EAP Theory

EAP Theory is...

... the hows, whys and ways to practice and improve EAP pedagogical teaching. This page investigates the rationale behind good practice teaching on foundation, undergrad and pre-sessional courses.

 1. Classroom Assessment Techniques

CATs empowers students to take more control over their learning outcomes. By incorporating self-evaluation techniques into every class, students have the opportunity to reflect on what they have learnt, found difficult and would like to achieve in the future. Students jot down a quick response. It also benefits the teacher in identifying where students are having difficulties.

  • “What was the most important thing you learned during this class?” and “What important question remains unanswered?”

  • The Muddiest Point:  “What was the muddiest point in [the lecture, discussion, homework assignment, film, etc.]?” The term “muddiest” means “most unclear” or “most confusing.”

 Key sets of phrases

  • What did you learn?

  • What did you find easy? difficult?

  • What will you do differently next time?

  • What was clear about the lesson / session?

  • What was the muddiest point? What are you going to do about it?

  • How are you going to apply this learning in the future?

  • What did you understand?

  • What didn't you understand?

  • So, what now? How are you going to improve your understanding next time?

  • What was the most useful point from today's class?

  • Was anything unclear? Do you have further questions?

  • How can you apply this learning to your own writing?

  • What has been difficult today?

  • How have or will you over-come these difficulties?

  • Have you got any further areas to follow up out of class?

  • What are you going to try differently next time?

2. Student development theory...

Bloom's Taxonomy Pyramid

This pyramid is seen as the development process of student entering university. The idea is to focus on improving the higher order skills; apply, analyse evaluate and create.

Video Explanation: 

3. Peer Feedback

Some students struggle with seeing the value of 'peer feedback'. This is a nice way to introduce the reasons why it is important. Start by having a discussion on the topic of peer feedback...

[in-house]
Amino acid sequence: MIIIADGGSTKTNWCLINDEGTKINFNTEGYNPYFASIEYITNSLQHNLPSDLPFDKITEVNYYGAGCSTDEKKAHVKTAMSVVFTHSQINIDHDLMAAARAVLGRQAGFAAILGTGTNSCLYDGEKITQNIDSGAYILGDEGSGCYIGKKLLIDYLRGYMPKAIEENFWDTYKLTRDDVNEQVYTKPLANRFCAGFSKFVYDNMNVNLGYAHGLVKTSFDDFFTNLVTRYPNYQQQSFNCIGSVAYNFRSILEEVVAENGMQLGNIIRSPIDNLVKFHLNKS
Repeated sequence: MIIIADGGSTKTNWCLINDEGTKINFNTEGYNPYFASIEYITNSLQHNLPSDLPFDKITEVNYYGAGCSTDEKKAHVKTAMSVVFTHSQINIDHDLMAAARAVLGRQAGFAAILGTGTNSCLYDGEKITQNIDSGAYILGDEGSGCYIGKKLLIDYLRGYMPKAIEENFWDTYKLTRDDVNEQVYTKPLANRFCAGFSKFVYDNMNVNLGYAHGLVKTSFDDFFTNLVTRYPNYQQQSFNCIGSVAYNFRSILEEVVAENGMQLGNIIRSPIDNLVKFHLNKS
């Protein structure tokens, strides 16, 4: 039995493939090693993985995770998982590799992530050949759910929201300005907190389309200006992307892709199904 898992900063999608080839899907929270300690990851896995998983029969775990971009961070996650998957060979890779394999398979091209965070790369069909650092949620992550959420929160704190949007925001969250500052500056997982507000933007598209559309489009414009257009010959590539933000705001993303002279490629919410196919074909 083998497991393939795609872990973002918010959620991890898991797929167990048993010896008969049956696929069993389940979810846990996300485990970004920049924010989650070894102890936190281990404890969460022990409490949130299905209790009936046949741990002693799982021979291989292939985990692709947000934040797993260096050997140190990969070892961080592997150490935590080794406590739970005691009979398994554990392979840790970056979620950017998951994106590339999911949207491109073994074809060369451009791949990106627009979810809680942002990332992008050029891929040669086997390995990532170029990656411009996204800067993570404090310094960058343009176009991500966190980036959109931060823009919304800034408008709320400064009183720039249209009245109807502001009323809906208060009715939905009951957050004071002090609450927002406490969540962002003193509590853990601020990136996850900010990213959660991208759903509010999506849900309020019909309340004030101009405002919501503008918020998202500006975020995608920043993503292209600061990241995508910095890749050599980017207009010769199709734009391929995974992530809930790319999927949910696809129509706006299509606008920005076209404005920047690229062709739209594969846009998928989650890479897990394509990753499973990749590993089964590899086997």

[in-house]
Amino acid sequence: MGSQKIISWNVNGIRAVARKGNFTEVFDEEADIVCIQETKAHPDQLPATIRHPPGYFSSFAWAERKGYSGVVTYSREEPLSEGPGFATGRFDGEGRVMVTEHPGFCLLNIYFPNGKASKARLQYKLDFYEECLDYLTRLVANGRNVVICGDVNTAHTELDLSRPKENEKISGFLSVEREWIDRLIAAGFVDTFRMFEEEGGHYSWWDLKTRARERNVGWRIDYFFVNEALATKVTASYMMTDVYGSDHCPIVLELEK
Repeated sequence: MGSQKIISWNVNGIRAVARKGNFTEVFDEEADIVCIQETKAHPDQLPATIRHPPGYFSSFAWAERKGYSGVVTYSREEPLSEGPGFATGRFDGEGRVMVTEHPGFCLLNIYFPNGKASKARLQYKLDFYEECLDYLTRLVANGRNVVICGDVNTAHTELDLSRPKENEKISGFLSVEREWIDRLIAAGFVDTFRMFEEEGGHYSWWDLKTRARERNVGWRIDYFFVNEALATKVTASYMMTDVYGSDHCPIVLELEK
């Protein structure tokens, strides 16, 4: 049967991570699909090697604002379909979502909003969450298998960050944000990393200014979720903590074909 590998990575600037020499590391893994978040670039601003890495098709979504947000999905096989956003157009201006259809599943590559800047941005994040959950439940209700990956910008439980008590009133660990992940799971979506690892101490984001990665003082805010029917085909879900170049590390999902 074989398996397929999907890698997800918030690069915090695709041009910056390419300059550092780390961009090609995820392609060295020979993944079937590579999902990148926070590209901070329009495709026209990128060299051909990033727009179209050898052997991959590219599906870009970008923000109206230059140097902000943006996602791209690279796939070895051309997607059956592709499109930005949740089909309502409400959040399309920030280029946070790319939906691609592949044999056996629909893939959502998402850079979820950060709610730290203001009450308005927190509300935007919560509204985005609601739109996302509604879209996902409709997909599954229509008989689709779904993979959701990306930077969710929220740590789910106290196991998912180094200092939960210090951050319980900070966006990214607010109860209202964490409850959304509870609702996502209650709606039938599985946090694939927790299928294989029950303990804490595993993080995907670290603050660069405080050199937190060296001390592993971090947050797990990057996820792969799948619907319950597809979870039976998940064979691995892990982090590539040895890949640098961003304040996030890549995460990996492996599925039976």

• Have you ever experienced peer feedback before?

  • Why do universities in the UK focus on doing peer feedback?

  • What are benefits and drawbacks of doing peer feedback?

 

Academic Evidence - why peer feedback is important.

The last two decades have brought a seismic shift in the provision of feedback. Traditionally, feedback was seen as a 'gift' (Askew and Lodge, 2000) — something presented by the teacher to the student, with students cast in the role of relatively passive recipients or even bystanders. But there is now widespread recognition that students must play a more direct and active part in feedback, if it is to make a real difference to the quality of their learning. (University of Edinburgh, 2010).

 

 

For the Quality Assurance Agency (2006), encouraging students to reflect on their own performance as well as get feedback from others is seen as worthwhile, and especially so "when opportunities for self-assessment are integrated in a module or programme" (QAA, 2006). Skills in giving and receiving feedback are also prized by employers (see e.g. Jaques, 2000) and seen as an indispensable 'graduate attribute', helping to prepare students for learning in everyday life and work beyond university (Boud and Falchikov, 2006).(University of Edinburgh, 2010).

Examples:

These sheets are examples of feedback checklist forms. Students can look at that partners work and identify whether contains specific parts. One form is for writing the other is for presentations;

Feedback Writing Form download in a Word Doc - click here

Feedback Form Download in a Word Doc - click here